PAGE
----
An EVENING WITH … Live in Europe 2009

LABEL: JMOOD records  012



TUNES: After You / El Cajon / Lonely Woman / The Red Door / Orson / Upper Manhattan Medical Group / Celebrating Bird / 9:20 Special / If I Were A Bell / The Peacocks / Pretty Woman.  56:38. 
PERSONNEL: Herb Geller, as; Roberto Magris, p; Nikola Matosic, b; Enzo Carpentieri, d,  - tracks 1 thru 9, recorded at Novi Sad Jazz Festival, Serbia, on 11/19/2009; trks 10-11, rec. in Vienna, on 12/6/09.

 Here’s the evidence that at age 81, “young” Herb geller was still well in command of his jazz faculties, still able to find the Bop probity in lines like Zoot’s “Red Door,” as well as induce ample melodic warmth from liturgies (“Orson/ Upper Manhattan”) found in the Billy Strayhorn book of common prayer. Geller is well matched with Roberto Magris’ resourceful trio with whom he’s recorded  before ( 3/07, pg. 36) to excellent effect.  Magris, born in Trieste in 1959, is apparently a student of jazz literature and the history of modern jazz piano.  Geller was, indeed, fortunate to have found him just as we are lucky enough to hear them together again on this latter recording. At the NOVI Sad Festival in Serbia, Herb introduces Benny Carter’s “Lonely Woman” to his audience and takes the opportunity to recall aloud that it was Benny Carter, composer, song writer and multi instrumentalist, who inspired him to come a musician when he (Geller) age 14, first heard him.  Herb goes on to expound on the fact that both Ornette Coleman and Horace Silver have also written compositions titled “Lonely Woman ,” but that this one, Benny Carter’s, is the “real Lonely Woman”  In what turns out to be a rather expansive intro, Geller goes on to say that before he recorded the song ( it appears on his CD dedicated to Carter and Johnny Hodges, viz:  TO BENNY & JOHNNY -  HEP 2084), he talked to Benny who asked him to include the verse because nobody had ever done it before. Curiously, if Carter really thought that, he was not exactly correct.  June Christy sang the verse when she recorded the song with the Stan Kenton band in 1947 and when she recorded the song in 1955, again with Stan Kenton, on their very spare DUET album  (2/94, p. 30). Herewith, then, a bracing and well balanced hour of  jazz -a more than fitting finale to Herb Geller’s illustrious career, recorded some four scant years before he died on 12/19/2013.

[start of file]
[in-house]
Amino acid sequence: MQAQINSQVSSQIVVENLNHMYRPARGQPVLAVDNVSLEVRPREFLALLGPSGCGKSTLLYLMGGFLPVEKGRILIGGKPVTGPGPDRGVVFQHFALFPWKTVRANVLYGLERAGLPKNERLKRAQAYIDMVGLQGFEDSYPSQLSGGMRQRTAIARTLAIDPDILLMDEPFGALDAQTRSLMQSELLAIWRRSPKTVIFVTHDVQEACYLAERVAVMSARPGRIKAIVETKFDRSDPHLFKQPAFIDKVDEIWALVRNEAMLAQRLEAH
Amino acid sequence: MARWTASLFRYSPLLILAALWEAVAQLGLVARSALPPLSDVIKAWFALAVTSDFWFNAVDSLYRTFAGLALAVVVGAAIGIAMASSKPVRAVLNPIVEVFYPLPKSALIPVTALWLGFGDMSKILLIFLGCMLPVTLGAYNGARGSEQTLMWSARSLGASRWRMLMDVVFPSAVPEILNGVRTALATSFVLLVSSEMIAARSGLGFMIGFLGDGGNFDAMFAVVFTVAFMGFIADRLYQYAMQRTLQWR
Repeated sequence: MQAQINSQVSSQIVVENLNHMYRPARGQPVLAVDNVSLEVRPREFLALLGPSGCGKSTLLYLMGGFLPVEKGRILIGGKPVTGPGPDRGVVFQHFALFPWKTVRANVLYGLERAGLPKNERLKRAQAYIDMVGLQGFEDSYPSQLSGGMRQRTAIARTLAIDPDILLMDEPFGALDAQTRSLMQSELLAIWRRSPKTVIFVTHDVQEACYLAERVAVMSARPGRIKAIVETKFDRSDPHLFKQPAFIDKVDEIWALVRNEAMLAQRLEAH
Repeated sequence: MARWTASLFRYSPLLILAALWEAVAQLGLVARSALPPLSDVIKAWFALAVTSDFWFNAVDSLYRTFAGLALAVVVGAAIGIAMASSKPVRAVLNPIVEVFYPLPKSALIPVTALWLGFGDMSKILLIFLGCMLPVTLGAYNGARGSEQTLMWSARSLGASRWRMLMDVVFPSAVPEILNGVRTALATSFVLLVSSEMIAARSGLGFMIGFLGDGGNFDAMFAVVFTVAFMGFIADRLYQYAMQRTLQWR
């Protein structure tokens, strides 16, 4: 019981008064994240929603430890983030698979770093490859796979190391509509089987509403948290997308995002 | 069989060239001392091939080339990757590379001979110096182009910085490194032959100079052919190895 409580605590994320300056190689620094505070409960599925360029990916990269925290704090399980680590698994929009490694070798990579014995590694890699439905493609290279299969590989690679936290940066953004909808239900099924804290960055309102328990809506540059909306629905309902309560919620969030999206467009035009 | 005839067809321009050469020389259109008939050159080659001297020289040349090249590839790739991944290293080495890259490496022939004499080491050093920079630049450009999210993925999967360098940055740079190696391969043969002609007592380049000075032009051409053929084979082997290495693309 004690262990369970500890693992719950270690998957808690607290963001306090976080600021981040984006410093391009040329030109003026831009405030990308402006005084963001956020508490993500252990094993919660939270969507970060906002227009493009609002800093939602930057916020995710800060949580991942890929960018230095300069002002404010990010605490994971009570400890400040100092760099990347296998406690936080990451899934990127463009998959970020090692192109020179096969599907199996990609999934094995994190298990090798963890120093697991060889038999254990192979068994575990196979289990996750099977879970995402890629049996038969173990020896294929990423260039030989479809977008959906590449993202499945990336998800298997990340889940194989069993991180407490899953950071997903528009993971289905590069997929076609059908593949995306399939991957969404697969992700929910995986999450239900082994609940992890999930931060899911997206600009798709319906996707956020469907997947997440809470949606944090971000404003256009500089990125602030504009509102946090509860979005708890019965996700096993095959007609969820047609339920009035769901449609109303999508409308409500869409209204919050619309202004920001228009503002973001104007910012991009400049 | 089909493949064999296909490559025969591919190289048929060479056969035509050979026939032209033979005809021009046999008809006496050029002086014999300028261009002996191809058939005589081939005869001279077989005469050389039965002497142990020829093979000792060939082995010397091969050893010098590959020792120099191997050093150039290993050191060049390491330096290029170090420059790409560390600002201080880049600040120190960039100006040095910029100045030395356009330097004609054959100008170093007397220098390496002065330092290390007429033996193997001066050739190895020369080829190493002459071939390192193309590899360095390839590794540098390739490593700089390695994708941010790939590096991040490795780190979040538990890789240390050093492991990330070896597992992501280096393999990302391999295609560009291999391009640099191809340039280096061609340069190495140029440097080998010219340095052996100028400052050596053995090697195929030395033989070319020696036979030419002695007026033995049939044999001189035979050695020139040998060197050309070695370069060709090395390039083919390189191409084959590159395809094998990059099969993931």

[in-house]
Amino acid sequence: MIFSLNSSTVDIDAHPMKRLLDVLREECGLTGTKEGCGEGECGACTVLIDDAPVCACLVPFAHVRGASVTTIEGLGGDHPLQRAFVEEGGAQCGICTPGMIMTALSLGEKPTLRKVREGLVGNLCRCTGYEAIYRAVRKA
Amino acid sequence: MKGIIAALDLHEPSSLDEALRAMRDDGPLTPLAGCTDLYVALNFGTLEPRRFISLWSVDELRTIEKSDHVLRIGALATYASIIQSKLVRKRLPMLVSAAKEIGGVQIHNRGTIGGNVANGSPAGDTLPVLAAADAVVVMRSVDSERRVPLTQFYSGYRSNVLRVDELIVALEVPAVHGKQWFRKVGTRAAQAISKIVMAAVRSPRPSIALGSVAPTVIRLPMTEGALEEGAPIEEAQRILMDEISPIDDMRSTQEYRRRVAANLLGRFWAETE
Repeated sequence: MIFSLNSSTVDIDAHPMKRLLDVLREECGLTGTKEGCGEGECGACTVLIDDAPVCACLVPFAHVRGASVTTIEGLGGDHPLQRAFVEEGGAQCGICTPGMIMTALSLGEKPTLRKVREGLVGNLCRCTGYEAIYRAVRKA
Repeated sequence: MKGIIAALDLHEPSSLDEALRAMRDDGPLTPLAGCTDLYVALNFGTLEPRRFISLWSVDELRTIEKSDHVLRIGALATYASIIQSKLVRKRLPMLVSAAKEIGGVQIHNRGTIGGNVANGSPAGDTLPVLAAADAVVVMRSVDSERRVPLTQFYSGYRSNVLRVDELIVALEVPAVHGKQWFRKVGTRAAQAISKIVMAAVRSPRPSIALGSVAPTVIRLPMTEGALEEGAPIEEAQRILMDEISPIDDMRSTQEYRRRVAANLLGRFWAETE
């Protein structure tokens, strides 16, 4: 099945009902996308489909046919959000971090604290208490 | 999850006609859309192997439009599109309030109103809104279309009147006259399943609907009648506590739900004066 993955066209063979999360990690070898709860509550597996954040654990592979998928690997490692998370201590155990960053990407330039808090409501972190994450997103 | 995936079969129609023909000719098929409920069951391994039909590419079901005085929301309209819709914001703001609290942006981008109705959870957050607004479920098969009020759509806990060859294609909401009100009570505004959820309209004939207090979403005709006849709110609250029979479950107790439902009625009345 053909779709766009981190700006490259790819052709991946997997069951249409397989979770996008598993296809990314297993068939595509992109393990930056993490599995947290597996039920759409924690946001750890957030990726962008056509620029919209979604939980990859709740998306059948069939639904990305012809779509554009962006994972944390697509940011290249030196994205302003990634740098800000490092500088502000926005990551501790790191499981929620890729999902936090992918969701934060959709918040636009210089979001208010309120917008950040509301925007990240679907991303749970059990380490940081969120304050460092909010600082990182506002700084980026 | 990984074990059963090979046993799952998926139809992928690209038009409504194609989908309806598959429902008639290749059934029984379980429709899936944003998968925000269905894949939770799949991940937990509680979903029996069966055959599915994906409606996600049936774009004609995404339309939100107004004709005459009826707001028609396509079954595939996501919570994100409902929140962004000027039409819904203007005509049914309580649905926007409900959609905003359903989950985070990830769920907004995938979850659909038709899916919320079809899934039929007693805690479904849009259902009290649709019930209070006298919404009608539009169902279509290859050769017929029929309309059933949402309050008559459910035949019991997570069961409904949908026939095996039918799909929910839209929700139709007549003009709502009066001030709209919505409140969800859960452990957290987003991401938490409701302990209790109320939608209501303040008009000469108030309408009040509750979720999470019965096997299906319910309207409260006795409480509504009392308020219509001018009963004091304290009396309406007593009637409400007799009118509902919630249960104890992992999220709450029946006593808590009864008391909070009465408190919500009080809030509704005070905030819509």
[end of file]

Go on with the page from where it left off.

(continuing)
Alan Bargebuhr

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Volume 41, No. 2: April, May, June,
2015 issue